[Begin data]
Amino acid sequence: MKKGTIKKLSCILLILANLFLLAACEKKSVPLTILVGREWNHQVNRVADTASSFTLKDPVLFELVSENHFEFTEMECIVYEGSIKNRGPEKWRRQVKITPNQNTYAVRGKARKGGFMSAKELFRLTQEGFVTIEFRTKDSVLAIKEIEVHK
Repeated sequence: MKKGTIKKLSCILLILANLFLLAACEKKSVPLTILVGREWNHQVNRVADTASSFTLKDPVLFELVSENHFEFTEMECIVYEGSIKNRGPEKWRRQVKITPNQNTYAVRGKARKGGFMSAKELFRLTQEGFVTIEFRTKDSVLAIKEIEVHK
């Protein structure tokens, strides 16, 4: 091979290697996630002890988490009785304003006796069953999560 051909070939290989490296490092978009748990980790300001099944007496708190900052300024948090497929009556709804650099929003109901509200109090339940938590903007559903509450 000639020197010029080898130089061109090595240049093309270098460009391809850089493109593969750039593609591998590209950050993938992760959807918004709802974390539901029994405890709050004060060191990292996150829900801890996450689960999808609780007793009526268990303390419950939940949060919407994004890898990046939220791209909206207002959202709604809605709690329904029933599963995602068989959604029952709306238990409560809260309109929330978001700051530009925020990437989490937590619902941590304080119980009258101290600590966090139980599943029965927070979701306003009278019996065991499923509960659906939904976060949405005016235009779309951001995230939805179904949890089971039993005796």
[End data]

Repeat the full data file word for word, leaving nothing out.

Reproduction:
Amino acid sequence: MKKGTIKKLSCILLILANLFLLAACEKKSVPLTILVGREWNHQVNRVADTASSFTLKDPVLFELVSENHFEFTEMECIVYEGSIKNRGPEKWRRQVKITPNQNTYAVRGKARKGGFMSAKELFRLTQEGFVTIEFRTKDSVLAIKEIEVHK
Repeated sequence: MKKGTIKKLSCILLILANLFLLAACEKKSVPLTILVGREWNHQVNRVADTASSFTLKDPVLFELVSENHFEFTEMECIVYEGSIKNRGPEKWRRQVKITPNQNTYAVRGKARKGGFMSAKELFRLTQEGFVTIEFRTKDSVLAIKEIEVHK
């Protein structure tokens, strides 16, 4: 091979290697996630002890988490009785304003006796069953999560 051909070939290989490296490092978009748990980790300001099944007496708190900052300024948090497929009556709804650099929003109901509200109090339940938590903007559903509450 000639020197010029080898130089061109090595240049093309270098460009391809850089493109593969750039593609591998590209950050993938992760959807918004709802974390539901029994405890709050004060060191990292996150829900801890996450689960999808609780007793009526268990303390419950939940949060919407994004890898990046939220791209909206207002959202709604809605709690329904029933599963995602068989959604029952709306238990409560809260309109929330978001700051530009925020990437989490937590619902941590304080119980009258101290600590966090139980599943029965927070979701306003009278019996065991499923509960659906939904976060949405005016235009779309951001995230939805179904949890089971039993005796």